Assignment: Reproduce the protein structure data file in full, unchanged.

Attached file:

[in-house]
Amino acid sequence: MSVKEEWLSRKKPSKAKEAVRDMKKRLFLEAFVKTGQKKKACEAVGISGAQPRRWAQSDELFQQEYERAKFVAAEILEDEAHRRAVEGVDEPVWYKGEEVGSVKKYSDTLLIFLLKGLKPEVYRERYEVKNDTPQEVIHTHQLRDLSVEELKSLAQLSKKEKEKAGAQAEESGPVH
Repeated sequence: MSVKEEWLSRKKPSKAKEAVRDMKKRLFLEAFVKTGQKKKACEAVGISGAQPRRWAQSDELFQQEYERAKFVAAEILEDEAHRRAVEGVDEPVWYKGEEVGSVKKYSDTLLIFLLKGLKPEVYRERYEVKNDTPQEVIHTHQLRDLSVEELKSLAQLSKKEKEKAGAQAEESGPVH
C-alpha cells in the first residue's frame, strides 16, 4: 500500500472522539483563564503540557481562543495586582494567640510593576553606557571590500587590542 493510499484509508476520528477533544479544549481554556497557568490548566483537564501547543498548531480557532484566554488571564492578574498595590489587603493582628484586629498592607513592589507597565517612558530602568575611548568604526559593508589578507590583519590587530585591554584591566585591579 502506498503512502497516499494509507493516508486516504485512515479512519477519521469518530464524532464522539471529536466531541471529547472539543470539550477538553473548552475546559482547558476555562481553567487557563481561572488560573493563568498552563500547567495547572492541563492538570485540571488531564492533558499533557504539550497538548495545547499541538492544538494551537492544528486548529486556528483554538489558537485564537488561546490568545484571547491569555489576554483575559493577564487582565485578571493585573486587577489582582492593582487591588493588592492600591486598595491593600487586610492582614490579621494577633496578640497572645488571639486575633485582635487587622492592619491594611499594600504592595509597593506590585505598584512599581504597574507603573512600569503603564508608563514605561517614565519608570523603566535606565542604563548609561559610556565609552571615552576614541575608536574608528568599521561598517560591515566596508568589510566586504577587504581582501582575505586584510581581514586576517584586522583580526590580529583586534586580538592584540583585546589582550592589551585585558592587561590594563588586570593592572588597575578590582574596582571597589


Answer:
[in-house]
Amino acid sequence: MSVKEEWLSRKKPSKAKEAVRDMKKRLFLEAFVKTGQKKKACEAVGISGAQPRRWAQSDELFQQEYERAKFVAAEILEDEAHRRAVEGVDEPVWYKGEEVGSVKKYSDTLLIFLLKGLKPEVYRERYEVKNDTPQEVIHTHQLRDLSVEELKSLAQLSKKEKEKAGAQAEESGPVH
Repeated sequence: MSVKEEWLSRKKPSKAKEAVRDMKKRLFLEAFVKTGQKKKACEAVGISGAQPRRWAQSDELFQQEYERAKFVAAEILEDEAHRRAVEGVDEPVWYKGEEVGSVKKYSDTLLIFLLKGLKPEVYRERYEVKNDTPQEVIHTHQLRDLSVEELKSLAQLSKKEKEKAGAQAEESGPVH
C-alpha cells in the first residue's frame, strides 16, 4: 500500500472522539483563564503540557481562543495586582494567640510593576553606557571590500587590542 493510499484509508476520528477533544479544549481554556497557568490548566483537564501547543498548531480557532484566554488571564492578574498595590489587603493582628484586629498592607513592589507597565517612558530602568575611548568604526559593508589578507590583519590587530585591554584591566585591579 502506498503512502497516499494509507493516508486516504485512515479512519477519521469518530464524532464522539471529536466531541471529547472539543470539550477538553473548552475546559482547558476555562481553567487557563481561572488560573493563568498552563500547567495547572492541563492538570485540571488531564492533558499533557504539550497538548495545547499541538492544538494551537492544528486548529486556528483554538489558537485564537488561546490568545484571547491569555489576554483575559493577564487582565485578571493585573486587577489582582492593582487591588493588592492600591486598595491593600487586610492582614490579621494577633496578640497572645488571639486575633485582635487587622492592619491594611499594600504592595509597593506590585505598584512599581504597574507603573512600569503603564508608563514605561517614565519608570523603566535606565542604563548609561559610556565609552571615552576614541575608536574608528568599521561598517560591515566596508568589510566586504577587504581582501582575505586584510581581514586576517584586522583580526590580529583586534586580538592584540583585546589582550592589551585585558592587561590594563588586570593592572588597575578590582574596582571597589